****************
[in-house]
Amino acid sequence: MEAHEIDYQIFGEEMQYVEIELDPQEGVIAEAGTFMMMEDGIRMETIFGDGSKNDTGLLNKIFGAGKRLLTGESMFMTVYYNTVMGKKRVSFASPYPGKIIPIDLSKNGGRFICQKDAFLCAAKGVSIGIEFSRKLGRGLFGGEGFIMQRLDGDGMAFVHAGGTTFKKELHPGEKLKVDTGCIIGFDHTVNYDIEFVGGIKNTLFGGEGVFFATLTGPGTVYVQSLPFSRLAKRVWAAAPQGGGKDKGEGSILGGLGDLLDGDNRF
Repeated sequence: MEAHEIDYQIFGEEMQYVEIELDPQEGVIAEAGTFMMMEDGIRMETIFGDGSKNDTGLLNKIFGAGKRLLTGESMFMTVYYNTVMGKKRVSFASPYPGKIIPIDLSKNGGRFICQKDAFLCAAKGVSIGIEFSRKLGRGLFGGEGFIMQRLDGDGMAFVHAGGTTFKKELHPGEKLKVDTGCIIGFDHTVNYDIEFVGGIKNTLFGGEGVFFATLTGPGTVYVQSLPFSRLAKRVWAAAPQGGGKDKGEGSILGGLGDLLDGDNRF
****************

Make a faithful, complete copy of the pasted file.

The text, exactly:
[in-house]
Amino acid sequence: MEAHEIDYQIFGEEMQYVEIELDPQEGVIAEAGTFMMMEDGIRMETIFGDGSKNDTGLLNKIFGAGKRLLTGESMFMTVYYNTVMGKKRVSFASPYPGKIIPIDLSKNGGRFICQKDAFLCAAKGVSIGIEFSRKLGRGLFGGEGFIMQRLDGDGMAFVHAGGTTFKKELHPGEKLKVDTGCIIGFDHTVNYDIEFVGGIKNTLFGGEGVFFATLTGPGTVYVQSLPFSRLAKRVWAAAPQGGGKDKGEGSILGGLGDLLDGDNRF
Repeated sequence: MEAHEIDYQIFGEEMQYVEIELDPQEGVIAEAGTFMMMEDGIRMETIFGDGSKNDTGLLNKIFGAGKRLLTGESMFMTVYYNTVMGKKRVSFASPYPGKIIPIDLSKNGGRFICQKDAFLCAAKGVSIGIEFSRKLGRGLFGGEGFIMQRLDGDGMAFVHAGGTTFKKELHPGEKLKVDTGCIIGFDHTVNYDIEFVGGIKNTLFGGEGVFFATLTGPGTVYVQSLPFSRLAKRVWAAAPQGGGKDKGEGSILGGLGDLLDGDNRF